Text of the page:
Ground color: default

Ground color: blue

Ground color: green

Download the above scene (mb.zip)

Horizon Height

The Horizon Height parameter allows you to raise or lower the horizon line.

Values above 0 push the horizon up, and values below 0 lower the horizon line. In most cases, however, you should keep the default horizon height.

Horizon height: -1

Horizon height: 0

Horizon height: 1

Download the above scene (mb.zip)

Horizon Blur

The Horizon Blur parameter controls how defined the horizontal line is. Lower values give a sharper ground and horizon line, which may sometimes look less realistic. Increasing the value blurs the horizon, and can be used to achieve the effect of sun in the mist.

Horizon blur: 0.1

Horizon blur: 0.5

Horizon blur: 1

Download the above scene (mb.zip)


The Saturation parameter controls the color saturation for the physically accurate sun light.

The value range for this parameter is [0-1], where 0 gives a shade of grey, and 1 saturates the color of the light and gives a strong yellowish tint to the sky.

Saturation: 0

Saturation: 0.5

Saturation: 1

Download the above scene (mb.zip)

Sun Glow

The Sun Glow parameter controls the size of the glowing halo around the sun disc. Higher values increase the glow strength.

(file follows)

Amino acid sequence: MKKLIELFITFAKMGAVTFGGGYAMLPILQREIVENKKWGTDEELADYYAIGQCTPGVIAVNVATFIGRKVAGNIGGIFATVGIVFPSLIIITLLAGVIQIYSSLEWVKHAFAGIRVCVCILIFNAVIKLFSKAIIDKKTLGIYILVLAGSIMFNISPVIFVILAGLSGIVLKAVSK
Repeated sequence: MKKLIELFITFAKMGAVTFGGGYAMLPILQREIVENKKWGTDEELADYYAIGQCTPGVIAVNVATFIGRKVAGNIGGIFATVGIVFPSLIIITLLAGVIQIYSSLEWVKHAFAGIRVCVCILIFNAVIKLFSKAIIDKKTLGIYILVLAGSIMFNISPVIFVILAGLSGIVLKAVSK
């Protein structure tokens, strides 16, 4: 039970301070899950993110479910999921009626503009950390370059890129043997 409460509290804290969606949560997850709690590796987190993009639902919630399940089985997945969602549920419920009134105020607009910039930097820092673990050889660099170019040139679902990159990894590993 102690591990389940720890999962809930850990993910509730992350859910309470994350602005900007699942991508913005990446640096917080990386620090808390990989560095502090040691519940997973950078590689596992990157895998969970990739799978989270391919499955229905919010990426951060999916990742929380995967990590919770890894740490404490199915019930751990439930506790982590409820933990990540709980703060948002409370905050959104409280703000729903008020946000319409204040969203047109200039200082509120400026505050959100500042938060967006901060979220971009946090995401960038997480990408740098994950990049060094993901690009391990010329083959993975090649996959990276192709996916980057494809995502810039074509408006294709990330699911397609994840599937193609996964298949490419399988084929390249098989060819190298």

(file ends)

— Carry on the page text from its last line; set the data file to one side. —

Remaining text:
It is not recommended to increase this value too much, because the sun will start looking pixelated. If you need a larger sun, consider increasing the sun disk value instead.

Sun glow: 0.1

Sun glow: 0.3

Sun glow: 1

Download the above scene (mb.zip)

Sun Disk Size

The Sun Disk Size parameter controls the visible size of the sun.

Note that increasing the sun disc size makes the scene look brighter as if more light is emitted, but does not affect the softness of shadows.

Sun disc: 1

Sun disc: 1.5

Sun disc: 2

Download the above scene (mb.zip)

Add Portal Mesh

The Add Portal Mesh parameter defines a mesh acting as a portal in the scene. For details, see the Portal Light section in the documentation.